By Tom Read
Last night at the Texada Island Chamber of Commerce dinner meeting we heard a presentation on the possibility of a Local Community Commission (LCC) for Texada. The speakers were Dave Murphy, now in his fourth term representing our island on the Powell River Regional District (PRRD) Board of Directors, and Frances Ladret, the District Administrator. More in a moment on what they had to say, how some people reacted to it, and what might happen next. Warning: this is a longer-than-usual post; please bear with me.
First, it’s important to note that the Chamber is a private, non-profit organization that serves mainly as an informal forum for Texadans to discuss “what’s happening” on the island. Indeed, at last night’s meeting we also heard local farmer Dave Opko give a very informative talk about recent changes to Provincial livestock farm-gate sales regulations. Those changes favour places like our island, but that’s another story.
The Chamber sometimes sponsors public meetings open to all, such as a candidates forum at election time. But its regular meetings are held at the Texada Legion and are limited to members and guests only, by advance reservation. Seating space is limited to about 50 people for such dinner meetings. In the interest of full disclosure, I must add that I’ve been a director of the Chamber since 2002, and the just-elected president of the Chamber happens to be Linda Bruhn, my wife. Last night’s meeting was her first in that role.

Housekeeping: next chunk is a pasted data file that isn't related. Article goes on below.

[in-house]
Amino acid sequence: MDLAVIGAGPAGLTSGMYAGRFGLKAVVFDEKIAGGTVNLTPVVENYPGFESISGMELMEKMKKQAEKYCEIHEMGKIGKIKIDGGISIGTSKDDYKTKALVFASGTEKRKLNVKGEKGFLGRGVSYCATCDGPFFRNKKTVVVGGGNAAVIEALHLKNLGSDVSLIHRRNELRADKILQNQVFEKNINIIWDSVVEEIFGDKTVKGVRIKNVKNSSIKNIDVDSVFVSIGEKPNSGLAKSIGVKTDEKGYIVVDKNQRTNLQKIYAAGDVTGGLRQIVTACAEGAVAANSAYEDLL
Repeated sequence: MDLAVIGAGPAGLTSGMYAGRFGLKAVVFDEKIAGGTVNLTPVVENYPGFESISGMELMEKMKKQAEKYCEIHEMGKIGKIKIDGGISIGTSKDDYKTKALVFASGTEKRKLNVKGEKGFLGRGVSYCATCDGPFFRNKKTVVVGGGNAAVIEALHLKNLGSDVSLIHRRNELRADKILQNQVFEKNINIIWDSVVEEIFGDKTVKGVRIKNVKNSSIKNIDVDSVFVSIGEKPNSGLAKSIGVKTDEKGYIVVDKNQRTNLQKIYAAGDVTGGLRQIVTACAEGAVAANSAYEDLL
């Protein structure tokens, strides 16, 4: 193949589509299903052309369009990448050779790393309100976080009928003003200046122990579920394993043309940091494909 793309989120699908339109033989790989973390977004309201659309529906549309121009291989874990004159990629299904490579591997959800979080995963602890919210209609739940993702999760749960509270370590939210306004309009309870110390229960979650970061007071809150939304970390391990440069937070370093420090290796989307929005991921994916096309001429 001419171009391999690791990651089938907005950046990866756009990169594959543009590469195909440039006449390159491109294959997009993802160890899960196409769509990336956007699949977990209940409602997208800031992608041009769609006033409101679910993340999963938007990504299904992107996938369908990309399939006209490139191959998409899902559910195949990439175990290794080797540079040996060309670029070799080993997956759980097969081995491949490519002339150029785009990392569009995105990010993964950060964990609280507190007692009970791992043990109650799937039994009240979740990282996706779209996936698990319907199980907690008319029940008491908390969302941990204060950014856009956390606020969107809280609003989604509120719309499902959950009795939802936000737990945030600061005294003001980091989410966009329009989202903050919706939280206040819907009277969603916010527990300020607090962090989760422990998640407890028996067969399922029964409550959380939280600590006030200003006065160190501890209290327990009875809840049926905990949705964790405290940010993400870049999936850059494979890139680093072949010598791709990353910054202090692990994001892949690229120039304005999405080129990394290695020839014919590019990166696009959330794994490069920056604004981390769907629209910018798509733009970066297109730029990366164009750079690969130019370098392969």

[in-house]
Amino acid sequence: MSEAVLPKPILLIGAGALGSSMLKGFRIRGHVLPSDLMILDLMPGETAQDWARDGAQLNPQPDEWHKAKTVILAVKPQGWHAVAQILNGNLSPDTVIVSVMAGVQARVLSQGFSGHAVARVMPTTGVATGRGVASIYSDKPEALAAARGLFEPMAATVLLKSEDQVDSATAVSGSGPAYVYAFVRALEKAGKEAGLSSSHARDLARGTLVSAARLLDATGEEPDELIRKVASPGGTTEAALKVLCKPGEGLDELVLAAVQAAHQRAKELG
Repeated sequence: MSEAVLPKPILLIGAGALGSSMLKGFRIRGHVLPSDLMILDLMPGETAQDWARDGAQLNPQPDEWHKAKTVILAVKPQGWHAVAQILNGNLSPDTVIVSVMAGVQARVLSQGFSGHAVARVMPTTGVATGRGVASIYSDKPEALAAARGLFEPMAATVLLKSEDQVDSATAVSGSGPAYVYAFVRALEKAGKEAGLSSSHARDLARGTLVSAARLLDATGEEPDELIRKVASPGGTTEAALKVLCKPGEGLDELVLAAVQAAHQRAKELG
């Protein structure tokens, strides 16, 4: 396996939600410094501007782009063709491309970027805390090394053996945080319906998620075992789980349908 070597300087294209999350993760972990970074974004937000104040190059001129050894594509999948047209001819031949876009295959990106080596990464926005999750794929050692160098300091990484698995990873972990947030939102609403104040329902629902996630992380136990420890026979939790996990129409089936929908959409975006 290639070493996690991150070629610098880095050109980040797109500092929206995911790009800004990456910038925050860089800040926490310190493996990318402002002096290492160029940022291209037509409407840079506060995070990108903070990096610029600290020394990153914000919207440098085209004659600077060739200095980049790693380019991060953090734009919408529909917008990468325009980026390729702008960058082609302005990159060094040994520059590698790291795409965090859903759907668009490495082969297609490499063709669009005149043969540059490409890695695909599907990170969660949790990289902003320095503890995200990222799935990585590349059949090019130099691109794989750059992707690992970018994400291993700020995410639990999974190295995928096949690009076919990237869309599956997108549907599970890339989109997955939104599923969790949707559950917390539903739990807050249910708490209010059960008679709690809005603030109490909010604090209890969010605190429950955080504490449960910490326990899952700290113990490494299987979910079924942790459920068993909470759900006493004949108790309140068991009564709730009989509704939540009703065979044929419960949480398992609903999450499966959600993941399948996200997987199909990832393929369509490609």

Back to the LCC presentation. The idea of a Local Community Commission for Texada piqued quite a lot of interest, especially from those already involved in local government activities of one sort or another. We had a full house, including several trustees from Texada’s two Improvement Districts, along with past and present members of various committees, commissions and community organizations. Many people in the room wear multiple hats, serving on various community groups and as businesspeople.
Dave Murphy introduced the topic by saying that he wasn’t necessarily for or against an LCC, but he wanted us to be aware of the possibility of such an entity, and he wanted to get an informal idea from our group whether we would be interested in learning more about it through a public consultation process. Then Frances took to the podium and gave a succinct explanation of the LCC concept, how others have used it, and why Texada might want to consider adopting it. I don’t have the space to go through the whole presentation here, but I do want to cover a few highlights, below.
So what is an LCC, and why would Texada be a possible candidate for one? Under section 838 of the BC Local Government Act, Regional District Boards can delegate some of their authority for operating services to an LCC whose members are elected from within a remote electoral area, such as Texada Island. Although it can administer day-to-day operation of local services and can advise the Board on budgets and policies for those services, an LCC can’t pass bylaws or enter into contracts. But, as Frances mentioned, the Board would normally approve the LCC’s budget and policy recommendations, provided there was no additional cost or liability incurred by residents of other electoral areas or by the Board itself.